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Let Us Read
18. Before you read the text think and say what you know about William Shakespeare. Do you know:
On April 23, 1564 a son, William, was born to John and Mary Shakespeare in Stratford-upon-Avon. His mother was the daughter of a farmer. His father was a glove-maker. William went to a grammar school in Stratford and had quite a good education. There he learned to love reading. While still a teenager, William married Anne Hathaway, a farmer’s daughter some years older than himself. We don’t know how he earned his living during these early years, perhaps he helped his father in the family business. During these years his three children were born: Susannah, the eldest, then twins — a son, Hamnet (not Hamlet), and another girl, Judith. In 1587 Shakespeare went to work in London, leaving Anne and the children at home. We don’t know exactly why he did it. Some people say that the reason was his love of poetry and theatre. But there is another story which says that he had to run away from law because he killed some deer belonging to a rich man.
In London Shakespeare began to act and to write plays and soon became an important member of a well-known acting company. Most of his plays were performed in the new Globe Theatre built on the bank of the River Thames. In 1613 he stopped writing and went to live in Stratford where he died in 1616.
Four hundred years later his plays are still acted — not only in England but in the whole world.
THE ACTORS COME TO TOWN
(from the book “William Shakespeare” by Jennifer Basset)
The story is told by Will Shakespeare’s friend, Toby. 40. Will married Anne Hathaway in November and she came to live in Henley Street. John Shakespeare was pleased that his oldest son was married but I don’t think Will’s mother wanted him to marry so young: Will was only eighteen.
Susannah was born the next year. All babies look the same to me but Will was very pleased with her.
“Look, Toby, she’s got my eyes,” he said happily. “She’s going to be as beautiful as the Queen of Egypt and as clever as King Solomon.”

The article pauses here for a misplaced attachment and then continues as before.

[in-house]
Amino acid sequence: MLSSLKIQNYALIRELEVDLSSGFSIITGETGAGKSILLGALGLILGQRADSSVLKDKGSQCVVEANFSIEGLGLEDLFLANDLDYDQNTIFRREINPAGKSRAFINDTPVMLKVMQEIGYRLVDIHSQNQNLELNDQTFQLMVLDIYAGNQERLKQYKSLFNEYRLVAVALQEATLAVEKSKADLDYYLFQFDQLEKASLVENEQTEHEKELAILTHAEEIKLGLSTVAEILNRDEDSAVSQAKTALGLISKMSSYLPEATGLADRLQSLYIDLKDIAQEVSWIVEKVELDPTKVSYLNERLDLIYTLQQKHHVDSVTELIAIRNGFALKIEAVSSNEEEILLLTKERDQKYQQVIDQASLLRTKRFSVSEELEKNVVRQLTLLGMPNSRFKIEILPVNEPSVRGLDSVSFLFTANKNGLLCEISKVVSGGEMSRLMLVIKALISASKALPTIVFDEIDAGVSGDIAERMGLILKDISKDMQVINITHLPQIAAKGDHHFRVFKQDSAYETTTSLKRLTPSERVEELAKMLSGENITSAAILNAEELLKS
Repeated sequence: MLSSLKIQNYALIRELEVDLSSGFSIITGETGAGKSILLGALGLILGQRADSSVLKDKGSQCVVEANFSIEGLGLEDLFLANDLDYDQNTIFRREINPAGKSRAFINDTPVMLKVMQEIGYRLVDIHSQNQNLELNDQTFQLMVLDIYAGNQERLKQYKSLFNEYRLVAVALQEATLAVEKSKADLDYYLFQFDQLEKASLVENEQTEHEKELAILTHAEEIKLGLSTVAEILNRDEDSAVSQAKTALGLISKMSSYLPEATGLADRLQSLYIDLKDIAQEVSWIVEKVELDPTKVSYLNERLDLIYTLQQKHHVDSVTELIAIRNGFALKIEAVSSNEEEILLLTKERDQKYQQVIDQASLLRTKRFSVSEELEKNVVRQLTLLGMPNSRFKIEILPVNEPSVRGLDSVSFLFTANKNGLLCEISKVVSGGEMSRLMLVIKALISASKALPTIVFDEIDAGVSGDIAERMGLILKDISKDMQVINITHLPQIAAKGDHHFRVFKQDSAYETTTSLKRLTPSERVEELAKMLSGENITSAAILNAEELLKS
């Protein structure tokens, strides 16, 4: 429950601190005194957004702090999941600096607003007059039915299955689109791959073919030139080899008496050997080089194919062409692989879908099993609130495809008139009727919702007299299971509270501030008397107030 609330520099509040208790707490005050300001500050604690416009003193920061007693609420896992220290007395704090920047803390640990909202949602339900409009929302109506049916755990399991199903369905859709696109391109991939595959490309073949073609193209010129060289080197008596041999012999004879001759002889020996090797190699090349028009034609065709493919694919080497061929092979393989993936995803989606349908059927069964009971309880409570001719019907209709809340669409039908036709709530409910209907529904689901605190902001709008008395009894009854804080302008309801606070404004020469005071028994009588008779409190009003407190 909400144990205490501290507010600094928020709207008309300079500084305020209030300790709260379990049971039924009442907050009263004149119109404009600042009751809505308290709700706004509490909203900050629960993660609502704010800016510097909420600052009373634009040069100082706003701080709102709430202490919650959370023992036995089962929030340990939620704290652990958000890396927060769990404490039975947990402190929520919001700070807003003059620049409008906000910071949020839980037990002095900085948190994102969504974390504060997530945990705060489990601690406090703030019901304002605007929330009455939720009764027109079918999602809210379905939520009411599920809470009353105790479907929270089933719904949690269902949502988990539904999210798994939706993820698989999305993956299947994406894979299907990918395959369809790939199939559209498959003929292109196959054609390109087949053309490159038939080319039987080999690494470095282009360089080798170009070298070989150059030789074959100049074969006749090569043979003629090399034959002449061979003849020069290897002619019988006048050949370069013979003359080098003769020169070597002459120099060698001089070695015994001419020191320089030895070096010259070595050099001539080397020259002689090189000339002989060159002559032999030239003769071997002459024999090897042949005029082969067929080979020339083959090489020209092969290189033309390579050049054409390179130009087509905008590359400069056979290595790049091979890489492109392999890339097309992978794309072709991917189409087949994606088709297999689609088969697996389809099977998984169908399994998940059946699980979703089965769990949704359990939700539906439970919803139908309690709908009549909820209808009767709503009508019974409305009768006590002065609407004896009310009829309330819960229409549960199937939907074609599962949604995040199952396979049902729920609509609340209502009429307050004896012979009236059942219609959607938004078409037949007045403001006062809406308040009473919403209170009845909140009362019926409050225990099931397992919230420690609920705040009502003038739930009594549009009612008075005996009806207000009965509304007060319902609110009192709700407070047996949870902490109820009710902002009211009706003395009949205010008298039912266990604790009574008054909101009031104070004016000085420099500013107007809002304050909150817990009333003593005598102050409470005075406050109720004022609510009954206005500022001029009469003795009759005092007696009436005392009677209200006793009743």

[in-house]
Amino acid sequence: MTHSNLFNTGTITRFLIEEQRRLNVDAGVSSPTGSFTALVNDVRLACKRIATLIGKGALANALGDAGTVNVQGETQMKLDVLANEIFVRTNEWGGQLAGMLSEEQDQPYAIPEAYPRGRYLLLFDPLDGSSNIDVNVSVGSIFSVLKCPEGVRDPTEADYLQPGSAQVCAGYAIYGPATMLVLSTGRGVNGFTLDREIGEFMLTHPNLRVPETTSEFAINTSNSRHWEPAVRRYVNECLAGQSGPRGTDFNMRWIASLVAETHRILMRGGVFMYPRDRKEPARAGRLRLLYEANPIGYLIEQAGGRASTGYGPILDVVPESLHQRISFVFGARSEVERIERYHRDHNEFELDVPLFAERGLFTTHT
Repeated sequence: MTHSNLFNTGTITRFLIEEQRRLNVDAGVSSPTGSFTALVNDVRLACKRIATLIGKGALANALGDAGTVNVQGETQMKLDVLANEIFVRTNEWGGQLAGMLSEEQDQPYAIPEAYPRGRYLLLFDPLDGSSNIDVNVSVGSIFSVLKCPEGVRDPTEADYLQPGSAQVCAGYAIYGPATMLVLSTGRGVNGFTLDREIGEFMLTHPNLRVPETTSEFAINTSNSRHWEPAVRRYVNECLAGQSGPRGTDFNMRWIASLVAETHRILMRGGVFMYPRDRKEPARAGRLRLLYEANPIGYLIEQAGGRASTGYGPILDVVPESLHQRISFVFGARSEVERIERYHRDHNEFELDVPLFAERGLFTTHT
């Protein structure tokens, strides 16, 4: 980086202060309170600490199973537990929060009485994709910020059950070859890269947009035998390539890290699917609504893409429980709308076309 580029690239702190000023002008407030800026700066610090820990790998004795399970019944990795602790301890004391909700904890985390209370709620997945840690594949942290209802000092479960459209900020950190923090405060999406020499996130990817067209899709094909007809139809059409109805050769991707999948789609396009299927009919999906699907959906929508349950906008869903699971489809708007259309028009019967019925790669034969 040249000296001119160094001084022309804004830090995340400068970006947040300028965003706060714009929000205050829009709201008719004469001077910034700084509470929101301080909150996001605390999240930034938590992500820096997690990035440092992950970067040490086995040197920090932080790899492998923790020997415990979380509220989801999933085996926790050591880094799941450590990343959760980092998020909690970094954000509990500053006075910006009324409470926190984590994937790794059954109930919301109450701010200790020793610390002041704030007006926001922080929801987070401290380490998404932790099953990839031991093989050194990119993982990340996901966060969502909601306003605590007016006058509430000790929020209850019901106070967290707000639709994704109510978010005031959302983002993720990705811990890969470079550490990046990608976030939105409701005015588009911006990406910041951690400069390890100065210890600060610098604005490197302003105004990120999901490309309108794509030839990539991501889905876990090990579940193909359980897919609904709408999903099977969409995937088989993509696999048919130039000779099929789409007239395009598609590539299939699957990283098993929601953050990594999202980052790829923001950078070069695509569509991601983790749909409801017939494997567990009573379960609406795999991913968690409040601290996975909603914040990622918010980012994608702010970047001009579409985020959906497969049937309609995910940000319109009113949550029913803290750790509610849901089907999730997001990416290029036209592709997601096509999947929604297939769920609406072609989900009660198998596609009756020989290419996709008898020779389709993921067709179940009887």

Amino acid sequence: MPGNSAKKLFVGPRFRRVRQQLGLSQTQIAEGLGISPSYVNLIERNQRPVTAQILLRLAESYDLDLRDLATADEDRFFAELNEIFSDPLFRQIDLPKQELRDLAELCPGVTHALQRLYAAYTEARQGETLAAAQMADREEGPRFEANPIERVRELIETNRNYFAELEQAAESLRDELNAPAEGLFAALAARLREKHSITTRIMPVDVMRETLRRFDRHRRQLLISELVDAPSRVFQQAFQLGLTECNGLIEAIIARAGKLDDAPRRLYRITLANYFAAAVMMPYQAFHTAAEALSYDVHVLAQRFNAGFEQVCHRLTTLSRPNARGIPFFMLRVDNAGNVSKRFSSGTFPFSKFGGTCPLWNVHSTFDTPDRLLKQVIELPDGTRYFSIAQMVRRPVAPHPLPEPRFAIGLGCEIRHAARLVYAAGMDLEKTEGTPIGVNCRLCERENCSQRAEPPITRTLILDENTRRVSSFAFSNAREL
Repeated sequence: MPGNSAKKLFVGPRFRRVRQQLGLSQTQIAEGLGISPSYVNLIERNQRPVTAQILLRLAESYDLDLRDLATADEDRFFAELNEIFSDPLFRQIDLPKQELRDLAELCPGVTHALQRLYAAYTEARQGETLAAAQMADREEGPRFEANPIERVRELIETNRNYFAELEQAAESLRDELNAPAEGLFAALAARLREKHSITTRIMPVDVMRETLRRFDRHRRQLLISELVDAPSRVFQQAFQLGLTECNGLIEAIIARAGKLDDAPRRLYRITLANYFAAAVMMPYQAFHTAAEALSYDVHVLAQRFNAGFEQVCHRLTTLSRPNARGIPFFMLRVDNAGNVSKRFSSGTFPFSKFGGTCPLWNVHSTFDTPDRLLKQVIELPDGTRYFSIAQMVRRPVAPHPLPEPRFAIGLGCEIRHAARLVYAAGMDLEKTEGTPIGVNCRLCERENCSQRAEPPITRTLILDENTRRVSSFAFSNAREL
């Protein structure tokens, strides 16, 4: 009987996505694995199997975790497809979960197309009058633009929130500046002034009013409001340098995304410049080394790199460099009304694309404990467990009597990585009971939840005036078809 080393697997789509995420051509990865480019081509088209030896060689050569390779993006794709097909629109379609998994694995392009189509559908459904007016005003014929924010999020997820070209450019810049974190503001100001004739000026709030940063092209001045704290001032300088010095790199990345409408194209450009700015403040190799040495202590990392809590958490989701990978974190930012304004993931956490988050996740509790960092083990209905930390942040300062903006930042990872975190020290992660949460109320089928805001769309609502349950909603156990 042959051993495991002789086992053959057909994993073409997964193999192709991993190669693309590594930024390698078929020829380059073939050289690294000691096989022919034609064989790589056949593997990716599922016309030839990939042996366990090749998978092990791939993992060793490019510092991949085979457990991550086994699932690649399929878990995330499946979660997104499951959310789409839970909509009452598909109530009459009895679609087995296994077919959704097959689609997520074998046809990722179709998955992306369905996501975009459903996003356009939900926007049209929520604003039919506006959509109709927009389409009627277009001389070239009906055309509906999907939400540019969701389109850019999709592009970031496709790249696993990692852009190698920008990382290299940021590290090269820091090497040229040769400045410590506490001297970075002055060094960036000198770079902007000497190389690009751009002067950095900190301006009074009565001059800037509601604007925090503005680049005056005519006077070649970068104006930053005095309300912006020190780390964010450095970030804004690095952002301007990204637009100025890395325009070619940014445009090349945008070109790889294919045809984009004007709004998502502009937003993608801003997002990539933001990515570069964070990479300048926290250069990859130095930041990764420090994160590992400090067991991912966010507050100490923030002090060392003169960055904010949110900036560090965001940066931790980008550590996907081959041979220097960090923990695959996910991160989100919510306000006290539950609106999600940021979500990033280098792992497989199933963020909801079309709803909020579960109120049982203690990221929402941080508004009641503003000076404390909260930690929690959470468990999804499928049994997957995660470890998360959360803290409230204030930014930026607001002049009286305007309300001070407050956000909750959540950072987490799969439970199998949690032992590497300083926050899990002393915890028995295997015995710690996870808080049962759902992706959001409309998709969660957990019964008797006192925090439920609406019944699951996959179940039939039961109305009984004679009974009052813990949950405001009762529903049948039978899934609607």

“Oh yes!” I said. “All parents talk like that about their children.” I knew Will’s wife Anne didn’t like me. To her, I was one of Will’s wild friends who got him into trouble. She came from a very serious, puritan1 family. A lot ofvchurch-going and no singing or dancing. But Will and I still went around together when we could.
Soon there was another baby on the way2 and one evening in February 1585 I hurried round to Henley Street to hear the news. Will’s sister, Joan, opened the door, and then Will came running down the stairs.
“It’s two of them!” he said. “Twins! A girl and a boy. Isn’t that wonderful!” Will called the twins Hamnet and Judith. John Shakespeare was very pleased to have his first grandson and everyone was happy. For a while.
Will was still reading and writing but he had changed. He was twenty-three now and he was not happy with his life.
“Stratford’s too small, Toby,” he said. “Too slow. Too quiet. Too boring. I’ve got to get away.”
“Yes, but how?” I asked. “You’ve got a family — three young children, remember.”
He didn’t answer.
In the summer months companies of players often came to small towns and in 1587 five different companies came to Stratford. Will and I always went to see the plays. Will loved to talk to the actors and to listen to all their stories of London.
The Queen’s Men came to Stratford in June and we went to see the play. I don’t remember what it was. I know that I laughed a lot, and that Will said it was a stupid play with not a word of poetry in it.
“Why don’t you write a play yourself?” I asked him.
“Write a play?” he laughed. “Anne will never speak to me again.”
I didn’t say anything and Will looked at me and laughed again.
It happened a few months later. I walked into the Shakespeares’ kitchen one evening and there was Anne with a red, angry face, shouting at the top of her voice.
“How can you do this to me? And what about the children?” Then she saw me and stopped.
Will was sitting at the table and looked pleased to see me. “I’ve told Anne,” he said quietly, “that I’m going to live in London. I want to be an actor and to write plays if I can.”
“Plays!” screamed Anne. “Acting! Actors are dirty, wicked people! They’re all thieves and criminals! They drink all day and they never go to church...”
“Don’t be stupid, Anne. You know that’s not true. Listen. I’ll come home when I can but I must go to London. I can’t do anything in Stratford.” He looked at me across the room. “Are you coming with me, Toby?”
“How soon shall we start?” I asked.
19. Say if it is true or false.
20. Get ready with test reading of Toby’s story (ex. 18, 40).
21. Read the last part of the text (ex. 18) beginning with the words “The Queen’s Men came to Stratford in June” in reported speech.